Projects at the Language Development department

Research projects at the Language Development Department are organised around three themes; Language over Development, Language across the World, and Language in the Brain.

Curious to find out what we are working on at the moment? You can find an overview of our current projects below.

Language over Development

The Language 0-5 Project

The Language 05 project

The Language 0-5 Project, headed by Caroline Rowland, director of the Language Development Department, explores how children’s developing brain supports language learning and why some children develop language more quickly than others.

The Language 0-5 Project follows 80 English-learning children from 6 months to 5 years of age to build a comprehensive picture of language development from the very beginning through to school readiness. We are collecting a detailed longitudinal corpus of naturalistic, experimental, questionnaire and standardised measures of cognitive, socio-cognitive and linguistic development. This will enable us to develop explanations of the way in which children’s language-learning mechanisms interact with changes in their knowledge and processing abilities over the course of development. It will also allow us to determine how a child’s family circumstances affect language development, and deliver practical, evidence-based advice about the determinants of poor language growth.

The Language 0-5 Project is an initiative of the ESRC International Centre of Language and Communicative Development.

How does children’s language knowledge change over development?

word cloud

Humans differ from each other in countless ways, with variability being apparent in many aspects of life, from the atomic to the social level. Children thus differ remarkably in how they acquire language, and yet, after years of learning, they manage to arrive at the same level of adult-like communication. Eleni Zimianiti, Seamus Donnelly, Rogier Kievit, and Caroline Rowland are studying individual differences in first language acquisition in Dutch. Using the acquisition of the Past Tense as a test bed case, they are exploring the between-verb characteristics that influence acquisition as well as within-individual differences across time. The goal of this project is to better understand how language and children’s individual differences are at play in language acquisition, and how children’s knowledge changes over development, as they learn to master their language.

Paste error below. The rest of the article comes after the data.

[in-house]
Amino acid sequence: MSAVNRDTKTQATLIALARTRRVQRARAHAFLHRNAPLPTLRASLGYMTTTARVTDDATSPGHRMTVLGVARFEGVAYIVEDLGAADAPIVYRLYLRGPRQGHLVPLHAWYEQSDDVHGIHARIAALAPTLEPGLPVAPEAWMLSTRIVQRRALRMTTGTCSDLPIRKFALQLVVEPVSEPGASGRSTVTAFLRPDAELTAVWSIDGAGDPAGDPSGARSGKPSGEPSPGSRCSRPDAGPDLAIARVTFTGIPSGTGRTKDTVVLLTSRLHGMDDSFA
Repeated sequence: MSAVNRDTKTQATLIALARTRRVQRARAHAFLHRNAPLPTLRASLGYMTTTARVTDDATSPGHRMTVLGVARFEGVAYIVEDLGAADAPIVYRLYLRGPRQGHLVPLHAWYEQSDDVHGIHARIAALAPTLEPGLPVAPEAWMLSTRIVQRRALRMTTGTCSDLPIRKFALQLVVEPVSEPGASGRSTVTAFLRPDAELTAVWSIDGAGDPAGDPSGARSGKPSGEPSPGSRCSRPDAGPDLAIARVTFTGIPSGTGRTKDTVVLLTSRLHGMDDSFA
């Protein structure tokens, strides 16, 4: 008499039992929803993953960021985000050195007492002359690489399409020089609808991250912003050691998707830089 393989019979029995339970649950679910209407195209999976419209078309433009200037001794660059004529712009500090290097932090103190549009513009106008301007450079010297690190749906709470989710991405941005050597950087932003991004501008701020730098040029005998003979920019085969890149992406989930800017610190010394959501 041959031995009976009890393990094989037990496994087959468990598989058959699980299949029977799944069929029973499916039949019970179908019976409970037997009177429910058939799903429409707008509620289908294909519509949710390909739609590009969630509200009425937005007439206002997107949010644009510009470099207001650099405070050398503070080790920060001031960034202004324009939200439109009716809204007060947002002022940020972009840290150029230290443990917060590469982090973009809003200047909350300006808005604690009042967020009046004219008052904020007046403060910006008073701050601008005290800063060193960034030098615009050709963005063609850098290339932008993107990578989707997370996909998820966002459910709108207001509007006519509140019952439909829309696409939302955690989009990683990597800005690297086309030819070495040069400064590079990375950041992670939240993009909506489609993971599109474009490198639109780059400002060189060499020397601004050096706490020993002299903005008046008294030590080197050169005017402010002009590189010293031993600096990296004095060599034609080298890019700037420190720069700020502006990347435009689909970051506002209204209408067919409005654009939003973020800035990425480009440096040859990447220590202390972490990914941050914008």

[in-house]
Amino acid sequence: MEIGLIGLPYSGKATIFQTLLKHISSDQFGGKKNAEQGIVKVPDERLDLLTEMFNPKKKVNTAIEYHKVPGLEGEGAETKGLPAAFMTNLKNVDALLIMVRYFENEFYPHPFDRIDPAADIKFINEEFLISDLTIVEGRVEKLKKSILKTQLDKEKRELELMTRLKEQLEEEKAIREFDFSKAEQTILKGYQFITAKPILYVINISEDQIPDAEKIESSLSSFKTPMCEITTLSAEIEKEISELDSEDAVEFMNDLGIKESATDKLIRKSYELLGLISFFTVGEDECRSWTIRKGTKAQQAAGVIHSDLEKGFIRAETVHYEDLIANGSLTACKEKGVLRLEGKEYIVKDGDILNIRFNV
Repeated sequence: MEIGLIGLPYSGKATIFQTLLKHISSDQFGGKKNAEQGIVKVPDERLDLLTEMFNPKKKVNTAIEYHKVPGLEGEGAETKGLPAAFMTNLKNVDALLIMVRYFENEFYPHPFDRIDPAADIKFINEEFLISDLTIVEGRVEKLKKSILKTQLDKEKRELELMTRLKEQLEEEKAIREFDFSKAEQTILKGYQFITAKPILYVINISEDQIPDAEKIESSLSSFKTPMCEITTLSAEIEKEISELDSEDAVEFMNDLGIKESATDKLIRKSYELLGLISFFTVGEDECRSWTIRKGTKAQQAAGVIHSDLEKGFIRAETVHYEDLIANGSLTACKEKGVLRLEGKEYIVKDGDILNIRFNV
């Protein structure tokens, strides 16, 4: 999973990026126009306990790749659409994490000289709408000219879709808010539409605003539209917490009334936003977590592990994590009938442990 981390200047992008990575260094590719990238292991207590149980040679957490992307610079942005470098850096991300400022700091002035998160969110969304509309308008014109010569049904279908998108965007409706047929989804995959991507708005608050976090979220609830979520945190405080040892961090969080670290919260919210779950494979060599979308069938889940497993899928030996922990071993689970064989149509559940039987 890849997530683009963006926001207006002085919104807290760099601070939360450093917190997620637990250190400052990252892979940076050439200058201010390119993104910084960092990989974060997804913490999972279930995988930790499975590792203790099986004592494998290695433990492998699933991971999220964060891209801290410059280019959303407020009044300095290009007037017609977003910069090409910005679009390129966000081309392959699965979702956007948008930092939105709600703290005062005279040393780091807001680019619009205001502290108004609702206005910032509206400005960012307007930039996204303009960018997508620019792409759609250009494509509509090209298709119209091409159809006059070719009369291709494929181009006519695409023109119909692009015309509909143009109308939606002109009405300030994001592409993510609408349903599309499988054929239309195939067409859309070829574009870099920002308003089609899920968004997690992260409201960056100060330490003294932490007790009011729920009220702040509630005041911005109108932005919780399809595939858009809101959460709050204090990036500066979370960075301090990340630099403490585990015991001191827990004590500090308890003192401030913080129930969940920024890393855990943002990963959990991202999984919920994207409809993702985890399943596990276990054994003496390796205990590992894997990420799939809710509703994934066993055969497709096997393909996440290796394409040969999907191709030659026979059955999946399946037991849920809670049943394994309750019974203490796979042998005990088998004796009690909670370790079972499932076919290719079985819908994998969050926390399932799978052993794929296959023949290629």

How do children learn to use language creatively?

 Children's utterances get more complex as they get older. In this project, we investigate how children go from producing one- and two-word utterances to comprehending and producing sentences with complex hierarchical structure. As children's language comprehension and planning improves, they start to harness the generative power of language. This means that they start to understand and create sentences they have not heard before. Children do this by extending words to novel contexts and by combining structures in a novel manner. A side effect of this emerging creativity is that they make very interesting errors. They over-extend words (e.g., using scissors to refer to all metal objects) and overgeneralize structures (e.g., she giggled me). All of this is part of an impressive learning process that results in the ability to use language productively. What are the learning mechanisms that support this learning? How do children learn from their input? How do they learn from their predictions, productions, and errors? And finally, how do children build hierarchical representations that help organise sequences of words? In this project, Zara Harmon uses corpus studies, experiments, and computational modelling to address these questions. 


Language across the World

The development of universal quantifiers 

Quantifiers, like ‘all’ and ‘every’, are pivotal for everyday communication, because they allow us to efficiently speak about different numbers of objects. However, quantifier words are notoriously difficult to learn: Children make well-attested errors in the interpretation of words like ‘all’ up until late in language development. The challenge posed by these words is that they have a very abstract meaning. A word like ‘all’ does not refer to anything out there in our surrounding world, but describes abstract semantic properties of sets of things.

In this project, Mieke Slim examines how children learn universal quantifiers in a range of languages. Her main focus is on the development of universal quantifiers (words that quantify over a full set, like ‘all’, ‘every’, and ‘each’). These words are particularly interesting because many languages have multiple universal quantifiers that all slightly differ in meaning. In English, for example, ‘each’ means something slightly different than ‘all’. Moreover, languages differ in which properties of universal quantifiers are lexicalised. In English, for example, there is a small meaning difference between ‘each’ and ‘every’. In Dutch, however, both the meaning of ‘each’ and that of ‘every’ can be expressed with the same quantifier (‘elke’ or ‘iedere’).  How do children, across languages, learn the similarities and differences between universal quantifiers? We use a range of methods to answer this question, such as corpus analysis of child-directed speech and behavioural experiments. 

How do children acquire and process verb-initial sentences?